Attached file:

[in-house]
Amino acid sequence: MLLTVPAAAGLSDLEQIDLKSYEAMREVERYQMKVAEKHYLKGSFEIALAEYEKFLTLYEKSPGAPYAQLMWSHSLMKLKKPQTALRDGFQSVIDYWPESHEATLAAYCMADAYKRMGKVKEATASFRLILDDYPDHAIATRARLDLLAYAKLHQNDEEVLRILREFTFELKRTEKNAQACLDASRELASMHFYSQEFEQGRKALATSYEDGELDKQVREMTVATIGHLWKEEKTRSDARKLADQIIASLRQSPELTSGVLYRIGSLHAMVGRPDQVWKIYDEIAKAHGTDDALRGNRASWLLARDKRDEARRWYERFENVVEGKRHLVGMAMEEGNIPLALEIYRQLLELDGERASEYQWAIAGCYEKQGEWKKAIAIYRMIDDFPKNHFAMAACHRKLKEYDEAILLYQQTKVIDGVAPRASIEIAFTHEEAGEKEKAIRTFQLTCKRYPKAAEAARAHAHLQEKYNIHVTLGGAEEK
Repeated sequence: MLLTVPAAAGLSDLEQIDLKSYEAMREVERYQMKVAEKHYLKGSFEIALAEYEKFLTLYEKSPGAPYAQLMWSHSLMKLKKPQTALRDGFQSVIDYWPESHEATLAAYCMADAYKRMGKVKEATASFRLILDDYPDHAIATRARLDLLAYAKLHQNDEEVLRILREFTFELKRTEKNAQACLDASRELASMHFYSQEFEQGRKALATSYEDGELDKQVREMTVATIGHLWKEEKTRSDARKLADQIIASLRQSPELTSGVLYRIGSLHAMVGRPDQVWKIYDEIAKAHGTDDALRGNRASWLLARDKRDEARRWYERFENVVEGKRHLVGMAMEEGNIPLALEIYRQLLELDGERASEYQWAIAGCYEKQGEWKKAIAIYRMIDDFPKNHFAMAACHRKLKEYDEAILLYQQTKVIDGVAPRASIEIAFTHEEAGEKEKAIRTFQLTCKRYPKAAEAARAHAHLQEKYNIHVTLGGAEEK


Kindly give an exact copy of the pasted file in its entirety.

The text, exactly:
[in-house]
Amino acid sequence: MLLTVPAAAGLSDLEQIDLKSYEAMREVERYQMKVAEKHYLKGSFEIALAEYEKFLTLYEKSPGAPYAQLMWSHSLMKLKKPQTALRDGFQSVIDYWPESHEATLAAYCMADAYKRMGKVKEATASFRLILDDYPDHAIATRARLDLLAYAKLHQNDEEVLRILREFTFELKRTEKNAQACLDASRELASMHFYSQEFEQGRKALATSYEDGELDKQVREMTVATIGHLWKEEKTRSDARKLADQIIASLRQSPELTSGVLYRIGSLHAMVGRPDQVWKIYDEIAKAHGTDDALRGNRASWLLARDKRDEARRWYERFENVVEGKRHLVGMAMEEGNIPLALEIYRQLLELDGERASEYQWAIAGCYEKQGEWKKAIAIYRMIDDFPKNHFAMAACHRKLKEYDEAILLYQQTKVIDGVAPRASIEIAFTHEEAGEKEKAIRTFQLTCKRYPKAAEAARAHAHLQEKYNIHVTLGGAEEK
Repeated sequence: MLLTVPAAAGLSDLEQIDLKSYEAMREVERYQMKVAEKHYLKGSFEIALAEYEKFLTLYEKSPGAPYAQLMWSHSLMKLKKPQTALRDGFQSVIDYWPESHEATLAAYCMADAYKRMGKVKEATASFRLILDDYPDHAIATRARLDLLAYAKLHQNDEEVLRILREFTFELKRTEKNAQACLDASRELASMHFYSQEFEQGRKALATSYEDGELDKQVREMTVATIGHLWKEEKTRSDARKLADQIIASLRQSPELTSGVLYRIGSLHAMVGRPDQVWKIYDEIAKAHGTDDALRGNRASWLLARDKRDEARRWYERFENVVEGKRHLVGMAMEEGNIPLALEIYRQLLELDGERASEYQWAIAGCYEKQGEWKKAIAIYRMIDDFPKNHFAMAACHRKLKEYDEAILLYQQTKVIDGVAPRASIEIAFTHEEAGEKEKAIRTFQLTCKRYPKAAEAARAHAHLQEKYNIHVTLGGAEEK